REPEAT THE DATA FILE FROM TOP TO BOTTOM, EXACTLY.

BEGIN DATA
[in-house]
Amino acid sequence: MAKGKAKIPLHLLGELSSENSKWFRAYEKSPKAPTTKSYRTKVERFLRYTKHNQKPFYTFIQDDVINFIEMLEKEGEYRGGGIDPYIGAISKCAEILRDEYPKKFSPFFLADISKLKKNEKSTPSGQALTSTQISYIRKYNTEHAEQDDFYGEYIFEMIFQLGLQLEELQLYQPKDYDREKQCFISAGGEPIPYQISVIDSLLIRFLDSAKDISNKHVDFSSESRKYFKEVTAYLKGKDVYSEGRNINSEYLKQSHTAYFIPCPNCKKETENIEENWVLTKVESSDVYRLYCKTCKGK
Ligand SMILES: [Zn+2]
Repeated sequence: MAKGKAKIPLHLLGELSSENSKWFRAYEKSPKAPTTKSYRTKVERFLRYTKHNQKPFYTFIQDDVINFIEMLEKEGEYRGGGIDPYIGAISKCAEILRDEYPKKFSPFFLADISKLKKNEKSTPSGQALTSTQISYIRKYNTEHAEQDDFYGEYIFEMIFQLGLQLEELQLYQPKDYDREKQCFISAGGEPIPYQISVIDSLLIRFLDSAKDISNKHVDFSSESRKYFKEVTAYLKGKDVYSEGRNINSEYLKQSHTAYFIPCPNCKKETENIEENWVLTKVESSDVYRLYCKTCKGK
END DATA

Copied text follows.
[in-house]
Amino acid sequence: MAKGKAKIPLHLLGELSSENSKWFRAYEKSPKAPTTKSYRTKVERFLRYTKHNQKPFYTFIQDDVINFIEMLEKEGEYRGGGIDPYIGAISKCAEILRDEYPKKFSPFFLADISKLKKNEKSTPSGQALTSTQISYIRKYNTEHAEQDDFYGEYIFEMIFQLGLQLEELQLYQPKDYDREKQCFISAGGEPIPYQISVIDSLLIRFLDSAKDISNKHVDFSSESRKYFKEVTAYLKGKDVYSEGRNINSEYLKQSHTAYFIPCPNCKKETENIEENWVLTKVESSDVYRLYCKTCKGK
Ligand SMILES: [Zn+2]
Repeated sequence: MAKGKAKIPLHLLGELSSENSKWFRAYEKSPKAPTTKSYRTKVERFLRYTKHNQKPFYTFIQDDVINFIEMLEKEGEYRGGGIDPYIGAISKCAEILRDEYPKKFSPFFLADISKLKKNEKSTPSGQALTSTQISYIRKYNTEHAEQDDFYGEYIFEMIFQLGLQLEELQLYQPKDYDREKQCFISAGGEPIPYQISVIDSLLIRFLDSAKDISNKHVDFSSESRKYFKEVTAYLKGKDVYSEGRNINSEYLKQSHTAYFIPCPNCKKETENIEENWVLTKVESSDVYRLYCKTCKGK